Yup, the second commission piece has been finished and sent. And no, it’s not Sam’s slide guitar piece (have a feeling that one’s going to creep on at a snail’s pace until the last minute, then be such a horrible travesty that I’ll need to promise to write him something nice later this year to compensate!), it’s the song for bass-baritone for Charles Turner which I started having a bash at the other night at 2 in the morning with not-terribly-satisfactory results.
Well, today I sat down with the version that was ‘merely embarrassing’ and tinkered about with it and began to see how it might be resuscitated into something that was actually halfway decent. Mostly this involved messing about with the rhythm, stretching things, inserting pauses, corrupting the basic structure of the poem a little so it was a bit less tum-ti-tum (I have a longstanding issue with rhymed poetry that I’ve been struggling to get over for aaages). It was still lacking a certain something though, and occasional notes were a little hard to pitch without an additional reference point, so I was thinking about a piano accompaniment (Charles has a tame pianist and his request was for an ‘unaccompanied or lightly accompanied’ song) and how to keep that supportive and interesting but unobtrusive. And while I was doing this, I remembered talking to Stuart Russell on the weekend about Howard Skempton’s piano pieces. Many of these are extremely slim in texture and very beautiful. Often just held chords. So I nicked Skempton’s idea and created an accompaniment out of a series of pianissimo 2-note chords. Each chord is held up until the point of changing to the next chord, which with the longer phrases will probably mean that some of these will die away before the next chord is reached. Which then gave me another idea: What about sympathetic resonance?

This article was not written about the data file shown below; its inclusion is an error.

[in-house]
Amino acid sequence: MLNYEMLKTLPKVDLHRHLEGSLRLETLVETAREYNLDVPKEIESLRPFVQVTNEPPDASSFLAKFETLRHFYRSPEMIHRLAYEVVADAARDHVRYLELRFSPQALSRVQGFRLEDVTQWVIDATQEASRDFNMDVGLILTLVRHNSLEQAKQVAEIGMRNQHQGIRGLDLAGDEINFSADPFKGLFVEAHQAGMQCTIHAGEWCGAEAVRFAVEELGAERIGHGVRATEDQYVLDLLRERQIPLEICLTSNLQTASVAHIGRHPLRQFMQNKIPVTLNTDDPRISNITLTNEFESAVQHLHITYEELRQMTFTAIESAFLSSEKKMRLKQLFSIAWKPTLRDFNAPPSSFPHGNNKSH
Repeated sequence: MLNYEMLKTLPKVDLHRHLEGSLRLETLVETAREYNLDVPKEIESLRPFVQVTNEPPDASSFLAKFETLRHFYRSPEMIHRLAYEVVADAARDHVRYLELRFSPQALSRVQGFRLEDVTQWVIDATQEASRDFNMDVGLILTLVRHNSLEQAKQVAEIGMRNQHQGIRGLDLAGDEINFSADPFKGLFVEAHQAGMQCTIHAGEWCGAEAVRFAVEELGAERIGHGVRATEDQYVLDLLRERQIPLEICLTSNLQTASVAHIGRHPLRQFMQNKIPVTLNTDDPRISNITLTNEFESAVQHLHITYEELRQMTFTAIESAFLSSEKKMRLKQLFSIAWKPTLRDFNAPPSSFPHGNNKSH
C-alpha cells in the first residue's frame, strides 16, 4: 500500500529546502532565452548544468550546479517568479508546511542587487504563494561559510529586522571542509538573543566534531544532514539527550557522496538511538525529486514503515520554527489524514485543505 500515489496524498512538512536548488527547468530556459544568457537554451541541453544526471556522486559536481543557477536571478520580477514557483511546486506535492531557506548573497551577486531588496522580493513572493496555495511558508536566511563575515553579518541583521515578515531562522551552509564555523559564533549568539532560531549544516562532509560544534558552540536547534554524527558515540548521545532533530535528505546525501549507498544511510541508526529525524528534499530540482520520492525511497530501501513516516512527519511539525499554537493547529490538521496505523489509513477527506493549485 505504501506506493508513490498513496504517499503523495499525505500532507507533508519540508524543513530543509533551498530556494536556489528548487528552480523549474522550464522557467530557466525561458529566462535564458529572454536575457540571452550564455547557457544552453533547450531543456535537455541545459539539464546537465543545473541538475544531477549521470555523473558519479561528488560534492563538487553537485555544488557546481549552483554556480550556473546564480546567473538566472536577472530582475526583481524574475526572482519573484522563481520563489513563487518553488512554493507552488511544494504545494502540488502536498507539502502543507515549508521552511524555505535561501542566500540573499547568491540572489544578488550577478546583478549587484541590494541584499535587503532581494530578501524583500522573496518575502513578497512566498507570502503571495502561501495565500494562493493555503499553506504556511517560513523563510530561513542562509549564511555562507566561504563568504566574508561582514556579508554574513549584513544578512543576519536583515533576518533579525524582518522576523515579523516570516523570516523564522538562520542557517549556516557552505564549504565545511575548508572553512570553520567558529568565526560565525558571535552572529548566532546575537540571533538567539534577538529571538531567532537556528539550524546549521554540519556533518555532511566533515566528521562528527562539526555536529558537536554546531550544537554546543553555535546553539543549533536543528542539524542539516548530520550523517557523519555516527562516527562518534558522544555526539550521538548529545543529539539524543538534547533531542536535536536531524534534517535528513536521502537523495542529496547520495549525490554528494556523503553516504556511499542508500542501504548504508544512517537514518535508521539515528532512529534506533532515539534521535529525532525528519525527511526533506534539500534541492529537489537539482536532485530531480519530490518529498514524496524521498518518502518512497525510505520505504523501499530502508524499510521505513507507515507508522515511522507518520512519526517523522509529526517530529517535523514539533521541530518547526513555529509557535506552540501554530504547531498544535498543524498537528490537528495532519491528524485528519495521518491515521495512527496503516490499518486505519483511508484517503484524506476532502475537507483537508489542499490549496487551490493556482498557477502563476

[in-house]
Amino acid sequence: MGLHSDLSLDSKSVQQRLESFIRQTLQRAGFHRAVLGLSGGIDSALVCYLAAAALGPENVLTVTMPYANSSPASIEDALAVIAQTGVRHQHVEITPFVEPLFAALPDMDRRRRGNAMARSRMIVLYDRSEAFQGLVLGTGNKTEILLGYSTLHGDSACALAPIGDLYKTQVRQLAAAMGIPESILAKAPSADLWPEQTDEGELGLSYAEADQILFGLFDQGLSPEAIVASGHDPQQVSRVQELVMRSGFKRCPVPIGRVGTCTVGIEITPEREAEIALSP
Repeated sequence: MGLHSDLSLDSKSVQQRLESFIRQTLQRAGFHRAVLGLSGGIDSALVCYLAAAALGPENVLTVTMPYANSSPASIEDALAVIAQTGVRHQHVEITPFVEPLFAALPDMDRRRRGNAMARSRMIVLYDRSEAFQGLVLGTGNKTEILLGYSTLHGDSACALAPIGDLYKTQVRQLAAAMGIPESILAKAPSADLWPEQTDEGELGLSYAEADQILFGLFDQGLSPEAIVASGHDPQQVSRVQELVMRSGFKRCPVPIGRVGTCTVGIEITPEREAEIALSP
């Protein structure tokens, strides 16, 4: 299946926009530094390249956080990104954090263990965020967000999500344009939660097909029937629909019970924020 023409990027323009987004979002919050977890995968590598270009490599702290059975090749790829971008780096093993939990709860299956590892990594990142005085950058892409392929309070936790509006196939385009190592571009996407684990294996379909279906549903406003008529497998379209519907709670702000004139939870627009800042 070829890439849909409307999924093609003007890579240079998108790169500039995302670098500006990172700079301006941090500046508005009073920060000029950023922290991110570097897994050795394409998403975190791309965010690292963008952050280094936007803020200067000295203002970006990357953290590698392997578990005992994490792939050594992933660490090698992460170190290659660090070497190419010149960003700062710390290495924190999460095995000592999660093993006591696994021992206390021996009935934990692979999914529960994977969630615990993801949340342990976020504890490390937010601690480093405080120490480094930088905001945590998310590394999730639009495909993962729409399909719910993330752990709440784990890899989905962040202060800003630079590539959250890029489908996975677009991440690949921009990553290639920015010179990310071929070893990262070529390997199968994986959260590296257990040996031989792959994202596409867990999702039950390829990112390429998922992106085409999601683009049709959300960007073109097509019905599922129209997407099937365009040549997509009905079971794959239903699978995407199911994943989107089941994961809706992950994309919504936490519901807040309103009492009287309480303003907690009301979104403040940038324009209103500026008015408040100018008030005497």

So I waved at Twitter and Twitter waved back (thanks, Jenni!) with marvellous info about sympathetic resonance. It’s hard to tell if it will actually work with what I’ve written – there’s a lot of open 5ths or 3rds in the piano part which aren’t actually doubling the note being sung, but it may, so I’ve put it into the score and we’ll see what happens with the recording. Unfortunately I don’t have a real piano, only a digital one, which suits most purposes but, alas, not arcane acoustic effects.
Oh, and the text? That’s by Robert Herrick, the 17th century English poet. It’s a tiny poem called ‘To FORTUNE’:
Tumble me down, and I will sit
Upon my ruins, smiling yet ;
Tear me to tatters, yet I’ll be
Patient in my necessity.
Laugh at my scraps of clothes, and shun
Me, as a fear’d infection ;
Yet, scare-crow-like, I’ll walk as one
Neglecting thy derision.
So that’s the big news of the day. I haven’t got back to Sam’s piece at all today, although last night I bought the AC-7 Core app for my iPad, which is supposed to let me control Logic as if from a mixer board, using the touchscreen.I thought this might help with getting smoother changes in volume and other automation data but of course as I’ve spent all day in Finale and at the piano prodding at ‘real notes’ it hasn’t had a play yet. Tomorrow… tomorrow.
So what’s next? I’m not sure. Shana’s going to send me part two of her lovely miniature treatise on writing for the lever harp, which will contain the mysteries of how to use the octatonic scale on it, which should be fun, so I should try to start thinking octatonically again for that – it’s been a while! I’m also thinking I should maybe build on the brief foray into miniature pianism from today and tackle the piano piece. Hmm. Or I could just see what I feel like in the morning…